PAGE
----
Exercise Shows Benefits for Metastatic Colorectal Cancer Patients
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This post originally appeared on the Dana-Farber Cancer Institute Insight blog. Reprinted with permission.
Patients with metastatic colorectal cancer may be able to lower the risk of the disease worsening, and improve their chances of survival, if they engage in moderate daily exercise, according to new research by Dana-Farber investigators.
The results of the research, presented at the American Society of Clinical Oncology’s Gastrointestinal Cancer Symposium, contradict the widespread belief that, because the prognosis for patients with metastatic cancer is often poor, there is little benefit to be gained from exercise, the study authors said.
“Research has consistently shown that increased physical activity can improve outcomes for patients with non-metastatic colorectal cancer,” said the study’s lead author, Brendan Guercio, MD, a medical student studying at Dana-Farber at the time the research was completed and now a medical resident at Brigham and Women’s hospital. “This is the first study to indicate that more exercise may benefit patients with metastatic forms of the disease.”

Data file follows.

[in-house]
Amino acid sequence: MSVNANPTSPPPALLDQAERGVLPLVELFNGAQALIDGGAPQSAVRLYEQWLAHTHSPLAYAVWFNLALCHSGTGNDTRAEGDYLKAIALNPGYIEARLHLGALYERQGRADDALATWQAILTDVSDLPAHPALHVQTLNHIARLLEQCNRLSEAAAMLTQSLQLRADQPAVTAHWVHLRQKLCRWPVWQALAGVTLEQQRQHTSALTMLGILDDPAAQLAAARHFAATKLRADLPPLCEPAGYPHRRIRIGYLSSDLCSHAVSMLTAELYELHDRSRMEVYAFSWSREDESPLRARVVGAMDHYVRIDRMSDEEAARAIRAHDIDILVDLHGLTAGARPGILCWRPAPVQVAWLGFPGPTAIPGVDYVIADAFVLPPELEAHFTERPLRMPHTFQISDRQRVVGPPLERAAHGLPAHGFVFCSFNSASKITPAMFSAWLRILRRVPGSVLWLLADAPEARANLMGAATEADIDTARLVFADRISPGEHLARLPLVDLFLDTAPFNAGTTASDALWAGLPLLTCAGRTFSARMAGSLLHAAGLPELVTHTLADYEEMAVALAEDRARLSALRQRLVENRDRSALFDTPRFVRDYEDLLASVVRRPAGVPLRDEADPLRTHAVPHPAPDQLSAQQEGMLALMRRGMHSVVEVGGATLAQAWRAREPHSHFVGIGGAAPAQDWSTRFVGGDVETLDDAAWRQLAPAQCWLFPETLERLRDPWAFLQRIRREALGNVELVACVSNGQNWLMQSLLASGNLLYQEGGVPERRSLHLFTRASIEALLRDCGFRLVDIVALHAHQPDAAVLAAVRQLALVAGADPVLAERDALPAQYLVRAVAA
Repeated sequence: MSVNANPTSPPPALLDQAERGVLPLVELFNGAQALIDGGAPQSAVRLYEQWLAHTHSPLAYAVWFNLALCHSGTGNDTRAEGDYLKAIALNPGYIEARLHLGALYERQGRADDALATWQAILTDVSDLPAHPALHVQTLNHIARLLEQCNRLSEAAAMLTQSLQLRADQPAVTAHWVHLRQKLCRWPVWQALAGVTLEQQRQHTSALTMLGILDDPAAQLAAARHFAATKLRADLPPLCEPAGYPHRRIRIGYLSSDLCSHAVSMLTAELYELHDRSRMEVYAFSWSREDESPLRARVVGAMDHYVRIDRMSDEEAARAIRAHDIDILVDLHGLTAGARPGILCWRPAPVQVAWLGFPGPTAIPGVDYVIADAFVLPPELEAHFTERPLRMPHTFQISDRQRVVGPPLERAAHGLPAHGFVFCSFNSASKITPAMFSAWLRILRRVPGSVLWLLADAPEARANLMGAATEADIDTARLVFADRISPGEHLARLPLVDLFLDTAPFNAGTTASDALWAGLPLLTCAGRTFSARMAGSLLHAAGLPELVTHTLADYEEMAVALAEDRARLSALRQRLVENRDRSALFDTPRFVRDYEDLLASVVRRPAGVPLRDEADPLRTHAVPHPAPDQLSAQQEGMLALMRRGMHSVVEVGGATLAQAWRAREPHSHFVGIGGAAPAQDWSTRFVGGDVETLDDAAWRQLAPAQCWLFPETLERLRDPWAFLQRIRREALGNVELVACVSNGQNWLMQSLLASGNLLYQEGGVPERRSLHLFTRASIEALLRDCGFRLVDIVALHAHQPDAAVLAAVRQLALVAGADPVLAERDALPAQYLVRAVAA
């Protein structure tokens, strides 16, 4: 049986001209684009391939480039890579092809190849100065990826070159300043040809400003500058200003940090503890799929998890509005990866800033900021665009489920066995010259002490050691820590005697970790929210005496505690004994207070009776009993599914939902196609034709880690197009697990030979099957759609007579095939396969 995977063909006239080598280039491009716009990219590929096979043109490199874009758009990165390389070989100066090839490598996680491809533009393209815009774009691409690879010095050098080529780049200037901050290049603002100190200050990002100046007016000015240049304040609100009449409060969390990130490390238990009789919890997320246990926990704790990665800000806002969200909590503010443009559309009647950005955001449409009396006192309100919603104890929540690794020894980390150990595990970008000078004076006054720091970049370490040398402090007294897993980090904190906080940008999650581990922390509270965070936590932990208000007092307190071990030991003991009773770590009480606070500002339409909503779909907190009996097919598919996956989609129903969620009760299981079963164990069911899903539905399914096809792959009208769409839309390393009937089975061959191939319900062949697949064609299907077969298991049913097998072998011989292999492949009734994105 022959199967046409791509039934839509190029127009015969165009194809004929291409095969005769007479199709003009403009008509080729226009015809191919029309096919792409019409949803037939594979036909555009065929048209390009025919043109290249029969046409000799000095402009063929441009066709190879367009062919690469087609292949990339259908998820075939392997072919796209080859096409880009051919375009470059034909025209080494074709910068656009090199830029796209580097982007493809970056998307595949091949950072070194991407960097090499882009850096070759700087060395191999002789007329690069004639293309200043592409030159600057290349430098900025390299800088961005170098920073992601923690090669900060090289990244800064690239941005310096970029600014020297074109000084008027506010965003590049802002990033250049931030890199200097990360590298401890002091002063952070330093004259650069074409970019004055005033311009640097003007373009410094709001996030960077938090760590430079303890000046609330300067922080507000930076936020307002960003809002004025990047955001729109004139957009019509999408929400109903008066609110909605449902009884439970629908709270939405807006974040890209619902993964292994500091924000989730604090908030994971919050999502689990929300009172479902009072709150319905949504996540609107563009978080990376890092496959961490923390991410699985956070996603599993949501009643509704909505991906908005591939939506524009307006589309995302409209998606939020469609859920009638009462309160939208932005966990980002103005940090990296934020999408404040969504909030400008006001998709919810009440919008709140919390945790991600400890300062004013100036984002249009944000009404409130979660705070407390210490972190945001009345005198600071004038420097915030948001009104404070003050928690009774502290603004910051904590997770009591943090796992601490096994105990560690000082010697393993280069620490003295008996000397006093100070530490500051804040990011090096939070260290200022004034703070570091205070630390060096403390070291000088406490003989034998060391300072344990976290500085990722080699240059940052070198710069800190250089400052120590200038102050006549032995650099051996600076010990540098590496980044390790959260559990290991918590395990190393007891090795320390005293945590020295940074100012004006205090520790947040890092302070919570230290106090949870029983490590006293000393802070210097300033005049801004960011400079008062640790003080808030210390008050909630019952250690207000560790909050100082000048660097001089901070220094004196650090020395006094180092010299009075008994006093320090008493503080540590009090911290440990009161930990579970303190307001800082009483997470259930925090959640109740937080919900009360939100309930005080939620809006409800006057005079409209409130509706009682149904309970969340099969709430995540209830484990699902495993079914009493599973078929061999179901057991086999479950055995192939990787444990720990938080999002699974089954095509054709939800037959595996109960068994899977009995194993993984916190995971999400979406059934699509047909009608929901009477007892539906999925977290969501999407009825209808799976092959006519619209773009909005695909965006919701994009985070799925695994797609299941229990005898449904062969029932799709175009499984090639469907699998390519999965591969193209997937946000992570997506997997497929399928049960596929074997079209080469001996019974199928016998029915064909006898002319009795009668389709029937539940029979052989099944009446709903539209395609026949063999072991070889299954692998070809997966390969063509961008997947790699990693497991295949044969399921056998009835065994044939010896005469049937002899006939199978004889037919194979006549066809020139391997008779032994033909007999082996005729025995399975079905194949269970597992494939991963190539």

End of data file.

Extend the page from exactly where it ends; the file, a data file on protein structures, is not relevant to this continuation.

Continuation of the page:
In the study, 1,231 patients participating in a clinical trial of chemotherapy for metastatic colorectal cancer completed a questionnaire on how many hours a week they engaged in various leisure-time activities, ranging from gardening to more strenuous pursuits such as jogging, hiking, and bicycling. Researchers then tracked respondents’ health for the next three and a half years.
The investigators found that during that period, patients who engaged in moderate physical activity for thirty minutes a day had a 16 percent lower risk of the disease worsening than those who didn’t exercise or exercised less. The 30 minutes a day group also had a 19 percent lower risk of dying from any cause than did the others.
It isn’t yet clear, from a physiological standpoint, how exercise creates this benefit, Guercio said. Laboratory research has found that insulin may affect the biology of colorectal cancer, suggesting that it may be more aggressive in people with high levels of insulin or insulin resistance. Regular exercise can lead to lower insulin levels.
“Patients consistently ask regarding other things to consider in addition to standard treatments, and this is the first prospective data that I am aware of for the role of exercise impacting survival in a metastatic colorectal cancer population,” said Jeffrey Meyerhardt, MD, MPH, clinical director of the Center for Gastrointestinal Oncology at Dana-Farber and senior author of the study.